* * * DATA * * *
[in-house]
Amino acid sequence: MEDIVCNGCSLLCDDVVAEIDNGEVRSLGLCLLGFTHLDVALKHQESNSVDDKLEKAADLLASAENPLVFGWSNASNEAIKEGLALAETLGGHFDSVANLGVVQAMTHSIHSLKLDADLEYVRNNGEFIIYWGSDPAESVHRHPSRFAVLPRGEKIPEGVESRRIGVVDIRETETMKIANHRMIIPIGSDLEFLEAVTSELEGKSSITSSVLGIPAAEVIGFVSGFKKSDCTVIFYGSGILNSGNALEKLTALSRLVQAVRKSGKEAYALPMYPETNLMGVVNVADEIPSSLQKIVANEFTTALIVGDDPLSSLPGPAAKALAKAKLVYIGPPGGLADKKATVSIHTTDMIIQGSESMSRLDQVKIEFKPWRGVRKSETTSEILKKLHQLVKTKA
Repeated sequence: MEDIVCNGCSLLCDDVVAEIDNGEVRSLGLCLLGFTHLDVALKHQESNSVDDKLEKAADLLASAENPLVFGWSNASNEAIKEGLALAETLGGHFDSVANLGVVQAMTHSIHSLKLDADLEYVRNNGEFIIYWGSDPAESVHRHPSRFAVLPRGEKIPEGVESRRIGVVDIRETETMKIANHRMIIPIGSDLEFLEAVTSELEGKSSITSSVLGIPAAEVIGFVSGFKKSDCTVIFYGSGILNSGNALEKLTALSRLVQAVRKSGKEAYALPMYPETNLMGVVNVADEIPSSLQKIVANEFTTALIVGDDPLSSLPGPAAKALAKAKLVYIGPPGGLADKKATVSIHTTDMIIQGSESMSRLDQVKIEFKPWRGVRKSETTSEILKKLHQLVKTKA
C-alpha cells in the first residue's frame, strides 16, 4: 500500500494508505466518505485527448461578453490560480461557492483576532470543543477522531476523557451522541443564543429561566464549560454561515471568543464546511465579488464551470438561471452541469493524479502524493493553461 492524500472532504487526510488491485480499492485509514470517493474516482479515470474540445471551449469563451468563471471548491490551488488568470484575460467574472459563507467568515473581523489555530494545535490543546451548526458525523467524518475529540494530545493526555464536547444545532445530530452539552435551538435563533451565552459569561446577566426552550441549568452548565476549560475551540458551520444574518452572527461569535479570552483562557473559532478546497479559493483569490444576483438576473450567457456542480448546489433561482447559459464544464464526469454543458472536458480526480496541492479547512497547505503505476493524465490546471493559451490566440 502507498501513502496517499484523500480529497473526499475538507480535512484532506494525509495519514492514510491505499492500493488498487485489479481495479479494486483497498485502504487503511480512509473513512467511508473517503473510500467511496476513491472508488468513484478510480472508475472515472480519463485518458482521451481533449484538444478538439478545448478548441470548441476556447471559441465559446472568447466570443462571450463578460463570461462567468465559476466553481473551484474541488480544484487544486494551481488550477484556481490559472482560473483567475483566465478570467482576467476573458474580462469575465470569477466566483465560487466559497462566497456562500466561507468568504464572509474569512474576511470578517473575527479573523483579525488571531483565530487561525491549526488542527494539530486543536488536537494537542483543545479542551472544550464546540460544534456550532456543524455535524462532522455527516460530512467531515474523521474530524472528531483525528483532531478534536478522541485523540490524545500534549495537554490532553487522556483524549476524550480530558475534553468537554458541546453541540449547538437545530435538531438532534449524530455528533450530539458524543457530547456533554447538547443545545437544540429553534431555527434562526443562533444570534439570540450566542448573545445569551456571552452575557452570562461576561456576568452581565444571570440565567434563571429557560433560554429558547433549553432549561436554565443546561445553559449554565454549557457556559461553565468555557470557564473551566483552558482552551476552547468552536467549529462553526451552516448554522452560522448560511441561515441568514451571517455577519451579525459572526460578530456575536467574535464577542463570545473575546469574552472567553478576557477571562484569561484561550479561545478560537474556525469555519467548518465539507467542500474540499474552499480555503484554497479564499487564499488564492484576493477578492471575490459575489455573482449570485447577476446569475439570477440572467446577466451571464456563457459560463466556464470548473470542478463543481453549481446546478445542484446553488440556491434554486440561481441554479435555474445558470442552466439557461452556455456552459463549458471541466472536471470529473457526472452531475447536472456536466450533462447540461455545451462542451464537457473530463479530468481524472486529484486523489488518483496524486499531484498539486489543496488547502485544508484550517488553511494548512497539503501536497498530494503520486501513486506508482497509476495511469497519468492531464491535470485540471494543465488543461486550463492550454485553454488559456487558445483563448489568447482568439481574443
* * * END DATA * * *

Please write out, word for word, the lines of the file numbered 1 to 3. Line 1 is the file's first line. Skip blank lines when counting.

[in-house]
Amino acid sequence: MEDIVCNGCSLLCDDVVAEIDNGEVRSLGLCLLGFTHLDVALKHQESNSVDDKLEKAADLLASAENPLVFGWSNASNEAIKEGLALAETLGGHFDSVANLGVVQAMTHSIHSLKLDADLEYVRNNGEFIIYWGSDPAESVHRHPSRFAVLPRGEKIPEGVESRRIGVVDIRETETMKIANHRMIIPIGSDLEFLEAVTSELEGKSSITSSVLGIPAAEVIGFVSGFKKSDCTVIFYGSGILNSGNALEKLTALSRLVQAVRKSGKEAYALPMYPETNLMGVVNVADEIPSSLQKIVANEFTTALIVGDDPLSSLPGPAAKALAKAKLVYIGPPGGLADKKATVSIHTTDMIIQGSESMSRLDQVKIEFKPWRGVRKSETTSEILKKLHQLVKTKA
Repeated sequence: MEDIVCNGCSLLCDDVVAEIDNGEVRSLGLCLLGFTHLDVALKHQESNSVDDKLEKAADLLASAENPLVFGWSNASNEAIKEGLALAETLGGHFDSVANLGVVQAMTHSIHSLKLDADLEYVRNNGEFIIYWGSDPAESVHRHPSRFAVLPRGEKIPEGVESRRIGVVDIRETETMKIANHRMIIPIGSDLEFLEAVTSELEGKSSITSSVLGIPAAEVIGFVSGFKKSDCTVIFYGSGILNSGNALEKLTALSRLVQAVRKSGKEAYALPMYPETNLMGVVNVADEIPSSLQKIVANEFTTALIVGDDPLSSLPGPAAKALAKAKLVYIGPPGGLADKKATVSIHTTDMIIQGSESMSRLDQVKIEFKPWRGVRKSETTSEILKKLHQLVKTKA